As Batumi is such a small town (population 124,000), the different aims sometimes collide. On the esplanade, a family firm offering regional delicacies, its garden filled with miniature Adjaran farmhouses, is next door to a pole-dancing club in a building shaped like a windmill. The frenetic pace of change makes even locals dizzy. “They go too fast in my opinion,” says Koos Hanenberg, a Dutch businessman who has divided his time between Rotterdam and Batumi for the past 17 years. He sits in his latest investment, the seafront Cinema café, a Parisian-style hang-out with soft jazz and film posters on the wall. While agreeing change was needed (“My first time here it was hard to buy bread or even beer”), Batumi, he worries, can’t keep pace. “I understand the government wants to change as fast as possible, but this kind of huge development is a big, big pity,” he says.

There’s also a way to go before the region can cope with an influx of visitors. There are currently barely 8,000 hotel beds in the whole of Adjara, with 1.5 million tourists predicted to visit this year. And while infrastructure projects gallop along, Georgian social mores may be slow to change. German business expert Kurt Heinz Reitz, who teaches at the Shota Rustaveli State University in Batumi, says, “There is no experience of European or US-style customer service. Georgian hospitality in private houses is excellent; business hospitality has to improve.”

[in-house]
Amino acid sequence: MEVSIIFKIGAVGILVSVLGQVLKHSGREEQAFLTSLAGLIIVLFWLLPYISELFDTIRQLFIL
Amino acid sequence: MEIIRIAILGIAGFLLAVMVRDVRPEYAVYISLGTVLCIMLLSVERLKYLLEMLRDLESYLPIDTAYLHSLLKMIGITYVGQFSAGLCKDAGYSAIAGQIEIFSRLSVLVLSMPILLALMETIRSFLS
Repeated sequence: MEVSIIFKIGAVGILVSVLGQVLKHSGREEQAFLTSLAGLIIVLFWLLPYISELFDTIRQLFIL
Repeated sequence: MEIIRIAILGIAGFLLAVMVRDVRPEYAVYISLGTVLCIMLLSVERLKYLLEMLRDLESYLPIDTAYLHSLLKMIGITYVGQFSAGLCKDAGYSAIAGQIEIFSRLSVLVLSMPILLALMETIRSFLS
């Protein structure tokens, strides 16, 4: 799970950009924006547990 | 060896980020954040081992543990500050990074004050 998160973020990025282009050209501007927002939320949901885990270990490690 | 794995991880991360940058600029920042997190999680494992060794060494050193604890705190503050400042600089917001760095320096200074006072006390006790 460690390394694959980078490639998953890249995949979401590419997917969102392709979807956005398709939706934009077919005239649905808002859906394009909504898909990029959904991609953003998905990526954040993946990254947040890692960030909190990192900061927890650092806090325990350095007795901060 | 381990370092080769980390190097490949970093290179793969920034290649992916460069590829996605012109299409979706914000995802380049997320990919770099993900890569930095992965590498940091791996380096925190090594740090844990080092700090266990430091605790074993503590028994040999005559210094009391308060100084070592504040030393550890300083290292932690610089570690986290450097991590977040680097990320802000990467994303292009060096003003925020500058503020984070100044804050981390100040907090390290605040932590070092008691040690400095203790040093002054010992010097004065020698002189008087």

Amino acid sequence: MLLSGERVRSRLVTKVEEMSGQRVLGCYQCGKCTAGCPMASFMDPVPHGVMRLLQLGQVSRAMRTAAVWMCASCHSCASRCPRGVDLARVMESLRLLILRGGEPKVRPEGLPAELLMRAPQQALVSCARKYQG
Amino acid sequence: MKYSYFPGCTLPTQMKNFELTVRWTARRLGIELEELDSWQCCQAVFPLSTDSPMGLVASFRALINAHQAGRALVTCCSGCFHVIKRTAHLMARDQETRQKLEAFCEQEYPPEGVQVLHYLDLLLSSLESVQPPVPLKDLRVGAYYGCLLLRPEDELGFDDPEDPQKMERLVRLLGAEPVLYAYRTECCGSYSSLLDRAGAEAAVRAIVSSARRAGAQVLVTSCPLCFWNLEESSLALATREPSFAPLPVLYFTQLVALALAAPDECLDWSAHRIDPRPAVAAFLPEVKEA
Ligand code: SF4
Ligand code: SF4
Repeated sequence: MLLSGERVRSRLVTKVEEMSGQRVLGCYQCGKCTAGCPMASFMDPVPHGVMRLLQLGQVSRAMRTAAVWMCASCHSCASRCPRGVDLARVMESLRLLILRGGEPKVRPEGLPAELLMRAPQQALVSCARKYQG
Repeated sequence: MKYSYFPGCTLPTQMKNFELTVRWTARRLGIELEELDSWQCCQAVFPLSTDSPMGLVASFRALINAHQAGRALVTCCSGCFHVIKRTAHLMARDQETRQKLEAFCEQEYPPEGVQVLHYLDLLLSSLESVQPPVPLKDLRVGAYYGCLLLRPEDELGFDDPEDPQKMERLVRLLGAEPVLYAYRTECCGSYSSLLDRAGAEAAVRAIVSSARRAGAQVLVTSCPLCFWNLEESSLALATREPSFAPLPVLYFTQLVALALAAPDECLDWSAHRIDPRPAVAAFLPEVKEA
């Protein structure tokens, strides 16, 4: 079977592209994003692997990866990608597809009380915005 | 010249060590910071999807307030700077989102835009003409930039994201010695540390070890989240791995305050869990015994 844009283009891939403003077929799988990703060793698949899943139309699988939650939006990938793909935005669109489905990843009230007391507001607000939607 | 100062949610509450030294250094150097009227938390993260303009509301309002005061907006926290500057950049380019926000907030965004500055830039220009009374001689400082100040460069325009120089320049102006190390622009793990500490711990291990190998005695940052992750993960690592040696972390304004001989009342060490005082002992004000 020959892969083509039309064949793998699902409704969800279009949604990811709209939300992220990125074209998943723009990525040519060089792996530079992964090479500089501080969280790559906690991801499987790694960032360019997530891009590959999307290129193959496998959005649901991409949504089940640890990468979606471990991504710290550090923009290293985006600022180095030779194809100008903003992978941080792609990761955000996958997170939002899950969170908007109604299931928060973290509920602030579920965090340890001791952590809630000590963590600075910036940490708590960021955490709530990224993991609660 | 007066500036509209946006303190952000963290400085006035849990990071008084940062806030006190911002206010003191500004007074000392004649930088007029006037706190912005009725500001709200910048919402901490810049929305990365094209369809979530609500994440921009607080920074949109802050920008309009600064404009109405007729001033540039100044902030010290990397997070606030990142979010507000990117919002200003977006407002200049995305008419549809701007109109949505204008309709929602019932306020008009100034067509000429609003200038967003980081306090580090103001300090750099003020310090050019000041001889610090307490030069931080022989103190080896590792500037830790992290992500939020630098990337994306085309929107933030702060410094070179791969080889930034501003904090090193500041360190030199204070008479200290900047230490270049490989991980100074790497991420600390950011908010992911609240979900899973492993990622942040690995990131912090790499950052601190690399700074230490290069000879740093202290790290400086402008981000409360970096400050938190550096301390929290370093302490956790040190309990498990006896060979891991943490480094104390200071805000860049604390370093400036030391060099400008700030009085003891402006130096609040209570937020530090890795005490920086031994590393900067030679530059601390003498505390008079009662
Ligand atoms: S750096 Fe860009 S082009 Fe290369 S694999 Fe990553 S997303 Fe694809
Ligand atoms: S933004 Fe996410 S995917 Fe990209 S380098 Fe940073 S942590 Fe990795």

And he gives another example. “You have a lovely smile but in the mountains here, women shouldn’t smile at strangers.” Perhaps that’s where we went wrong in Sublime.

Money matters

Bottle of Cristal champagne in Sublime nightclub: €580

Monthly salary of a hotel chambermaid: €82 to €165

Price of a flat in the Batumi’s Old Town: €690 to €1,376 per sq m

Number of luxury car dealers: 2

Number of foreign language teachers brought in by local government to give free lessons: 1,000

Unemployment rate in Adjara: 24 per cent

Moments from Batumi's history

In the beginning Batumi was first mentioned in the 4th century BC by the philosopher Aristotle, who derived its name from the Greek word “batis” meaning deep – a reference to the city’s harbour.

Oil be there The Batumi Oil Terminal was founded in 1883 by the Nobel’s family business, Branobel, which began building a 200mm-diameter wooden pipeline from Baku to Batumi that became the world’s first long-distance pipeline.

Almost famous The Hotel Intourist Palace in Batumi was chosen as the meeting place for the heads of the three Allied powers at the end of Second World War but at the last minute the venue was changed to Yalta in Ukraine.

Dictator in training Future Soviet ruler Joseph Stalin came to Batumi in late 1901 and spent several months trying to organise workers into a Communist cell before being arrested and imprisoned.

Rotten ruler Aslan Abashidze was a separatist who ruled Adjara from 1991 to 2004, before being deposed and found guilty in absentia of embezzling €44m of state funds.